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Moran retirement adds to Northern Virginia’s loss of clout on Capitol Hill
Question of the Day
The retirement means Northern Virginia will lose nearly 60 years of congressional seniority — and two high-ranking members of the powerful House Committee on Appropriations — at the end of the year.
“After 35 years as a public servant, as Mayor of Alexandria, and for the past 23 as a member of the House of Representatives, it’s time to close this chapter of my life and move on to the next challenge,” Mr. Moran said in a statement.
His decision is noteworthy for the Old Dominion because it comes on the heels of Mr. Wolf’s announcement in December that he, too, would not seek re-election after 17 terms.
“It’s a big loss for Northern Virginia,” said Mark J. Rozell, professor of public policy at George Mason University. “These are two members [with] institutional memory, connections to Capitol Hill, seniority on appropriations — all of these were used by these two members to benefit Northern Virginia, and it’s going to be hard to replace.”
Jim Corcoran, president of the Fairfax County Chamber of Commerce, thanked Mr. Moran and Mr. Wolf on Wednesday on behalf of the chamber and the county and said the two retirements will have a definite effect.
“The real loss, in addition to their tremendous personal values, is the seniority part of it, there’s no question about it,” Mr. Corcoran said. “When you have fixtures there in Congress, you just kind of expect them to be there forever.”
Mr. Wolf, a Republican who represents much of the region’s outer suburbs, said in a statement Wednesday that Mr. Moran isn’t just a colleague, but a friend, and “has been a true partner in working for Northern Virginia and will be missed.”
“He and I have worked side by side on a variety of projects and issues over the years, from getting funding for the new Woodrow Wilson Bridge to improvements on the George Washington Parkway to fighting for federal employees,” Mr. Wolf said.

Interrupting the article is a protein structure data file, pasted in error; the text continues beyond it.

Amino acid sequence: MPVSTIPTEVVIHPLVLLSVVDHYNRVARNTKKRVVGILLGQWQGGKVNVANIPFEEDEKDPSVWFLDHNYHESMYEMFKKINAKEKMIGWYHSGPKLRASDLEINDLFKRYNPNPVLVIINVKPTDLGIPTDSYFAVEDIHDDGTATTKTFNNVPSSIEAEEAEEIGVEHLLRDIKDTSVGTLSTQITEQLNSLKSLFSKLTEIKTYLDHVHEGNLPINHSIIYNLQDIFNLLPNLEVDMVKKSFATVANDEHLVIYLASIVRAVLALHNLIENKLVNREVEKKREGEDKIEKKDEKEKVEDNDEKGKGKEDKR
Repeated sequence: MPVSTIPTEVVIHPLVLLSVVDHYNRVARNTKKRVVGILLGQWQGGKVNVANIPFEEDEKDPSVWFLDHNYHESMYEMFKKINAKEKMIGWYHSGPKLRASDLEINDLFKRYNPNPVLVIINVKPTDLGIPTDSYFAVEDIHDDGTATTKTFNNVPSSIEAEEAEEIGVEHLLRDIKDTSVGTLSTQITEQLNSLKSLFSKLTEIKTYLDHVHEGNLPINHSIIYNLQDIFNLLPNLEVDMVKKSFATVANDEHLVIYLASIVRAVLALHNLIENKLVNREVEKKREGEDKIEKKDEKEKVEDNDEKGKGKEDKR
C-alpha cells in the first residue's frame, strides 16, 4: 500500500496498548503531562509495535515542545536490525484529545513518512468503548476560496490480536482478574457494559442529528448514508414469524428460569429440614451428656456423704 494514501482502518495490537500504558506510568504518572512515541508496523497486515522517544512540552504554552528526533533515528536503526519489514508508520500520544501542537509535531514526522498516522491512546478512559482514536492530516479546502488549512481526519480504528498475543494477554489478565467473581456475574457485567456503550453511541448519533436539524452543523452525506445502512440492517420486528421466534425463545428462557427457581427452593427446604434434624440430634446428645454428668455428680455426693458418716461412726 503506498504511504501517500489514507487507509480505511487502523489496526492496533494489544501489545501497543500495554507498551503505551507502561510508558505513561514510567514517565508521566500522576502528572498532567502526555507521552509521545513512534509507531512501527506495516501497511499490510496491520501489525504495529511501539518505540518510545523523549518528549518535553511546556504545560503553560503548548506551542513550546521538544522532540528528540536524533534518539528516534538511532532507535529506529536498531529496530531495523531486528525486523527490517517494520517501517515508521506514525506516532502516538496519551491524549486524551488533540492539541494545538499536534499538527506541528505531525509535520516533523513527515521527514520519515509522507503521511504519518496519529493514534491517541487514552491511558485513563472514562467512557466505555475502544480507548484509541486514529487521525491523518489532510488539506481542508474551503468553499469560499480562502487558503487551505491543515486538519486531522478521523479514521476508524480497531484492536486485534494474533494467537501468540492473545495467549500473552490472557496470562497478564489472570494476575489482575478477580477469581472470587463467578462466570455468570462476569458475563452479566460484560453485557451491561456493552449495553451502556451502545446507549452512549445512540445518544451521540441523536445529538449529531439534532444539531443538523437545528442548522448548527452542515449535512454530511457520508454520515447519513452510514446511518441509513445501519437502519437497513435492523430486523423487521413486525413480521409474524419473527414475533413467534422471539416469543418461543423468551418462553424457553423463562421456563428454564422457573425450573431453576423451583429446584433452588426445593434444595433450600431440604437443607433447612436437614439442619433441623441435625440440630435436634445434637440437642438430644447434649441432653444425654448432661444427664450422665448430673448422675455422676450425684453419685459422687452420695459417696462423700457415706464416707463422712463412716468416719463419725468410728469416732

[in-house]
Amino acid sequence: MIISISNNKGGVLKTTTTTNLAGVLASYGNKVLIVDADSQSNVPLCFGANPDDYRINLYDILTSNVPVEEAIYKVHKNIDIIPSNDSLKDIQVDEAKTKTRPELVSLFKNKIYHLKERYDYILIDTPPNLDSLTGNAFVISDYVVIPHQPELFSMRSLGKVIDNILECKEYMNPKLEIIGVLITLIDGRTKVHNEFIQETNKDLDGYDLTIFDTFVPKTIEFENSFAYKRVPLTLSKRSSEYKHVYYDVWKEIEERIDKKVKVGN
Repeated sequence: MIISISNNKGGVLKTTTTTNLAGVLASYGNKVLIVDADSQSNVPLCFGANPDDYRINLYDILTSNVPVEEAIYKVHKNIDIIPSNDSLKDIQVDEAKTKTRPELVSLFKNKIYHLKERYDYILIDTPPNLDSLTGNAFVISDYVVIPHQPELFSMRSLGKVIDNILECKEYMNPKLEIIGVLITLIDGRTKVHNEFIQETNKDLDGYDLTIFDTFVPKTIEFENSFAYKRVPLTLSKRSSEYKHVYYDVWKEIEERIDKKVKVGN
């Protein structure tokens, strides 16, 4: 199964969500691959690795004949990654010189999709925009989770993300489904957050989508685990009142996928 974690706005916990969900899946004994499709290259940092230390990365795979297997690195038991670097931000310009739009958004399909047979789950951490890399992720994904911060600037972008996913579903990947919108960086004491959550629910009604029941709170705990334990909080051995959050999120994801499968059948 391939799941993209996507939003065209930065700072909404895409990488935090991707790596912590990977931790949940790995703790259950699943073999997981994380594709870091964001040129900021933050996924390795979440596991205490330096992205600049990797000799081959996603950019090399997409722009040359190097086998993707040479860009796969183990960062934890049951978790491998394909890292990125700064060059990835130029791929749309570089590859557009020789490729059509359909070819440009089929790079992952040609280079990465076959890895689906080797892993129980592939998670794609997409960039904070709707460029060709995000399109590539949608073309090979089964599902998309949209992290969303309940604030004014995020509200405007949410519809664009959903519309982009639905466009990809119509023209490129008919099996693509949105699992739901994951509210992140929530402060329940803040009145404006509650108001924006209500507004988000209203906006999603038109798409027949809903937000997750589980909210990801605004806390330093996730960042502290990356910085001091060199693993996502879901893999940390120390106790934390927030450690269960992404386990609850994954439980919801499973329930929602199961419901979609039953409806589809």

Mr. Moran’s heavily Democratic 8th District includes Arlington County, the cities of Alexandria and Falls Church and parts of Fairfax County. Pundits have suggested that Mr. Wolf’s seat could flip in the fall elections, but Democrats have a more secure hold on Mr. Moran’s seat. The congressman won his last re-election bid with 65 percent of the vote and took 61 percent of the vote in 2010, when three of his fellow Virginia Democrats were defeated.
He has championed the environment, including issues affecting the Potomac River and the Chesapeake Bay, and federal and military employees, many of whom live in his district. He served as mayor of Alexandria from 1984 to 1990, when he ran for Congress.
“[B]ecause of Jim’s leadership, our brave service members and veterans are better protected, our civil service is stronger, and our air and water are cleaner and safer,” President Obama said in a statement Wednesday thanking Mr. Moran for his service.
After the partial shutdown of the federal government in October, Mr. Moran penned an open letter to the federal civil service thanking them for their work — and noting that he and Mr. Wolf had co-authored legislation ensuring that all federal employees receive pay for the period of the government shutdown, regardless of furlough status.
His announcement Wednesday touted his ability to bring billions of economic investment dollars to the communities that surround the nation’s capital, spurring on projects such as the Wilson Bridge and a Metro rail route to Washington Dulles International Airport.
But he also acknowledged that gridlock and dysfunction in Congress has made his job increasingly difficult in recent years and applauded an appropriations agreement blessed Wednesday by the House.
© Copyright 2014 The Washington Times, LLC. Click here for reprint permission.
About the Author
David Sherfinski covers politics for The Washington Times. He can be reached at email@example.com.
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